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Hop Tree Wafer Ash Ptelea trifoliata 100 Seeds USA Company

Hop Tree Wafer Ash Ptelea trifoliata 100 Seeds USA Company

Regular price $10.99 USD
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Ptelea trifoliata, commonly known as common hoptree or wafer ash, is a deciduous shrub or small tree native to North America, particularly found in eastern and central regions of the United States and parts of Canada. Here's a description of its key characteristics:

Appearance: Common hoptree typically grows to a height of 10-15 feet (3-4.5 meters), although it can occasionally reach up to 25 feet (7.5 meters). It has a spreading, irregularly rounded crown and a generally open, airy growth habit. The bark is light gray and smooth on young stems, becoming rougher and fissured with age.

Leaves: The leaves are compound, consisting of three leaflets, giving rise to the species name "trifoliata." Each leaflet is elliptical to ovate, with serrated margins, and measures 1-3 inches (2.5-7.5 cm) in length. The leaves are dark green above and paler beneath, turning yellow in the fall.

Flowers: Common hoptree produces small, inconspicuous greenish-yellow flowers in late spring to early summer. The flowers are clustered in terminal panicles, and while individually not showy, they collectively give the tree a delicate, airy appearance.

Fruit: The fruit of Ptelea trifoliata is a distinctive, papery samara (winged seed) resembling a wafer, hence the common name "wafer ash." These fruits persist into the fall and often remain on the tree throughout the winter, providing visual interest.

Habitat: This species typically grows in a variety of habitats, including dry upland woods, prairies, thickets, and stream banks. It is adaptable to a range of soil types but prefers well-drained, alkaline soils.

Ecological Importance: Common hoptree is valued for its role in supporting wildlife, attracting butterflies and other pollinators with its flowers and providing food for birds and small mammals with its seeds.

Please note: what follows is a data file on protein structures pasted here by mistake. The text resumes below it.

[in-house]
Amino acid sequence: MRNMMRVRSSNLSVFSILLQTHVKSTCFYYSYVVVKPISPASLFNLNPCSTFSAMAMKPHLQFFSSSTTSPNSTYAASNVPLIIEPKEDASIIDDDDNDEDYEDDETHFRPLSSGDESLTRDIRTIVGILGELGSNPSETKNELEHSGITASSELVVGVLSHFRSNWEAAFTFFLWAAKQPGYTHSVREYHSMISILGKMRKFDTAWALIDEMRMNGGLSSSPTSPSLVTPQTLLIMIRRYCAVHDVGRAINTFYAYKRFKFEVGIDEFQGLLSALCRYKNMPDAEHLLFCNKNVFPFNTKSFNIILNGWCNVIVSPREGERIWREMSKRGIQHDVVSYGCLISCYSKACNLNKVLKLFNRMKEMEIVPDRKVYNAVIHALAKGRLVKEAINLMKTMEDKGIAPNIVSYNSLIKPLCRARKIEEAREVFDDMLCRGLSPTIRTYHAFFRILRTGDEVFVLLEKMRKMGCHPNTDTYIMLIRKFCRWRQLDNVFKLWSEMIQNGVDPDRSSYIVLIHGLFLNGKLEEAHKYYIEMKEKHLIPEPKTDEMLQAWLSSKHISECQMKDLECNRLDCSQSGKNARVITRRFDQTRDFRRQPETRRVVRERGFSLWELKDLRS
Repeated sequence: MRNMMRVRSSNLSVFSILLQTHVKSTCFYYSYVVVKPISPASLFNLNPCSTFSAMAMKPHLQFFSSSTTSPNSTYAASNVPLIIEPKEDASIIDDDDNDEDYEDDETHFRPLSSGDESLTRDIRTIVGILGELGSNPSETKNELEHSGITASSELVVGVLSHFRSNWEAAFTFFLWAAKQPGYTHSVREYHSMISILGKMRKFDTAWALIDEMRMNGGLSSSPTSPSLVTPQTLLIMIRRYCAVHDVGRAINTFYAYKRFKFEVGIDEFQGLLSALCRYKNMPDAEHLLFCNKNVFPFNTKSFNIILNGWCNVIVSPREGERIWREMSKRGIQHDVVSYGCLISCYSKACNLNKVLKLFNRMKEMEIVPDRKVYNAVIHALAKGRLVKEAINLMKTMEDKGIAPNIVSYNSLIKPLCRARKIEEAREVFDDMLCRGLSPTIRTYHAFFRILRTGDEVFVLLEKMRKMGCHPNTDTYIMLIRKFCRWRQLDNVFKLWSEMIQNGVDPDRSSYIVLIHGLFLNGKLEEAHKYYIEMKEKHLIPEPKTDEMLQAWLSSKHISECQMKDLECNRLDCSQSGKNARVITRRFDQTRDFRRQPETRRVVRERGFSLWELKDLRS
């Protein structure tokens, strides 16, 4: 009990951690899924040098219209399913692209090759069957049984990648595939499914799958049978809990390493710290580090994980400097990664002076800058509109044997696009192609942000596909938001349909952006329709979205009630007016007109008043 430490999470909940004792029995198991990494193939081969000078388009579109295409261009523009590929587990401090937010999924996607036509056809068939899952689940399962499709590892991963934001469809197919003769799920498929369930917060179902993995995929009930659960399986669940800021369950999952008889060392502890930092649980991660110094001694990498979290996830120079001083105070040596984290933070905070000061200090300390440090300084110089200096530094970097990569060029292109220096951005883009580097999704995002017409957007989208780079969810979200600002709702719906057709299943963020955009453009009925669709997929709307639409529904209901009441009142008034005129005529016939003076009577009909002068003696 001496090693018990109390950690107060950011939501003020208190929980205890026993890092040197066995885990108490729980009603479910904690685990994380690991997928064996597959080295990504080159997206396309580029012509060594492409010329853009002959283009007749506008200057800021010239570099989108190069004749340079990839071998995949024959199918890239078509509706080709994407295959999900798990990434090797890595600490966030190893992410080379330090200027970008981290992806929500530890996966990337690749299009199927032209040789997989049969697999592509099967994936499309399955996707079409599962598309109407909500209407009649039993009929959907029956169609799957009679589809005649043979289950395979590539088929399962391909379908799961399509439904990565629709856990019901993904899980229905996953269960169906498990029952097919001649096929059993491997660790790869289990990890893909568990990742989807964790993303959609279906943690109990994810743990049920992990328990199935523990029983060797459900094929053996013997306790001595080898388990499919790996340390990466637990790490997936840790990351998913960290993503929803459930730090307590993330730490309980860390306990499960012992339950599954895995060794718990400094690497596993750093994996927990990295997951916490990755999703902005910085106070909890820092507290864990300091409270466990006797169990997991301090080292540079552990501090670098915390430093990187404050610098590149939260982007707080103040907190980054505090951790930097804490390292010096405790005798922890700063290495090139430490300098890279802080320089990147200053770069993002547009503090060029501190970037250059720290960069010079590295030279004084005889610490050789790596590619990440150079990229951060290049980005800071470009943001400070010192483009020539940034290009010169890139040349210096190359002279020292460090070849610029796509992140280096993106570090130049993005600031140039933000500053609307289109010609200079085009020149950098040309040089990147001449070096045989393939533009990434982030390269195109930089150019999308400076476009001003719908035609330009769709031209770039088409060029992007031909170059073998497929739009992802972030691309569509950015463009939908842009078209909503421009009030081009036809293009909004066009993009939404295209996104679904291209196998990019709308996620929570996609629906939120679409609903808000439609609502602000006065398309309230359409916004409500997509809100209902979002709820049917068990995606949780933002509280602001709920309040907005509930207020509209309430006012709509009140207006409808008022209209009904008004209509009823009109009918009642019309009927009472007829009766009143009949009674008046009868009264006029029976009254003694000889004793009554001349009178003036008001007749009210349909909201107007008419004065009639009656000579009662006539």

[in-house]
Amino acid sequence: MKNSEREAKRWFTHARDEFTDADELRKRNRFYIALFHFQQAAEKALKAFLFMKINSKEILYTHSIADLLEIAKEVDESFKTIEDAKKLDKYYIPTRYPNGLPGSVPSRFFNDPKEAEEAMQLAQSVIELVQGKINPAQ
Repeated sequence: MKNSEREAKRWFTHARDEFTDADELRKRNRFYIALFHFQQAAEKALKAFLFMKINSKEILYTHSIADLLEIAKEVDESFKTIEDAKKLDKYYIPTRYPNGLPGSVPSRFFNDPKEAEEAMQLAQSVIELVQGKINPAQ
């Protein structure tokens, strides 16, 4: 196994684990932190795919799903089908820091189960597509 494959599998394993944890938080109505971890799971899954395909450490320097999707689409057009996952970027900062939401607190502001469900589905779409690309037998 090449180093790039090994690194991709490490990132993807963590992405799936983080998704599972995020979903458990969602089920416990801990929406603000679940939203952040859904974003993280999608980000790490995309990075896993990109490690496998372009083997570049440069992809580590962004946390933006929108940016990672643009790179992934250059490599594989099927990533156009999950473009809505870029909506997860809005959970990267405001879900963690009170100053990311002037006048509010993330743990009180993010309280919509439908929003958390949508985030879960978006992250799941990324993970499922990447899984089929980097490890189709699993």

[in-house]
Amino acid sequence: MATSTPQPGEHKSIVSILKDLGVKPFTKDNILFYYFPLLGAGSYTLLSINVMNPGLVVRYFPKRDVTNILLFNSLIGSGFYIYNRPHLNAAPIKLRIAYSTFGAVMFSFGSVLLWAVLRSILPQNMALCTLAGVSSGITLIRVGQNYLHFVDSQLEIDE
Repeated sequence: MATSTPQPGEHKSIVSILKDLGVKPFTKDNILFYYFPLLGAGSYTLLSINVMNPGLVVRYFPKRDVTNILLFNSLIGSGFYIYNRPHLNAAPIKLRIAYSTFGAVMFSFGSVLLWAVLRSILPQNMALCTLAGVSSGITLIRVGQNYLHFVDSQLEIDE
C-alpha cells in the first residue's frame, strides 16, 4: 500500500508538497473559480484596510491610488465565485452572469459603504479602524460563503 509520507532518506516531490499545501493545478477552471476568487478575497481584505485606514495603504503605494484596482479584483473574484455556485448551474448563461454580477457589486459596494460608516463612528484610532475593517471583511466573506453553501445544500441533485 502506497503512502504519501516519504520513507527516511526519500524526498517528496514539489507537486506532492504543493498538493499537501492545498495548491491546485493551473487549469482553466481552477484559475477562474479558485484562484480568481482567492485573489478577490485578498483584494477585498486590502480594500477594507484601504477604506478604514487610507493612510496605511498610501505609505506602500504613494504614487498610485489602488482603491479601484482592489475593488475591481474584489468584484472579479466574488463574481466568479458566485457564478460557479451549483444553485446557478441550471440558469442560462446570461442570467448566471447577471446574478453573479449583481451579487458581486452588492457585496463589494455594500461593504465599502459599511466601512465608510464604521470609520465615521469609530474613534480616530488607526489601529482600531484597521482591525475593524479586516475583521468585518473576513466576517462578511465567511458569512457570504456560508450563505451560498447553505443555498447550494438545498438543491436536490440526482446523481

Cultural Uses: Historically, various parts of the common hoptree have been used for medicinal purposes by indigenous peoples. The dried fruits were also once used as a hop substitute in beer-making, hence the common name "hop tree."

Landscape Use: Common hoptree is occasionally cultivated as an ornamental shrub or small tree in gardens and landscapes, prized for its attractive foliage, interesting fruits, and low maintenance requirements. Hardy in zones 6-9.

Growing Instructions

The seeds have a period of dormancy. They can be planted outdoors in the fall or winter for spring germination or they can be cold stratified to simulate winter conditions and to break their dormancy at any time of the year.

  1. Place the seeds in a plastic bag and seal it. Store the bag in a refrigerator for 3 months.
  2. The seeds like moist, well-drained soil. Fill a pot with a mixture of half potting soil and half sand or vermiculite.
  3. Sow the seeds on the soil and cover them with a thin layer of soil.
  4. Water the container.
  5. Put the pot in a warm, sunny area.
  6. Water the pot regularly so that the soil is moist but not wet.
  7. The seedlings can be transplanted when they are a few inches tall.



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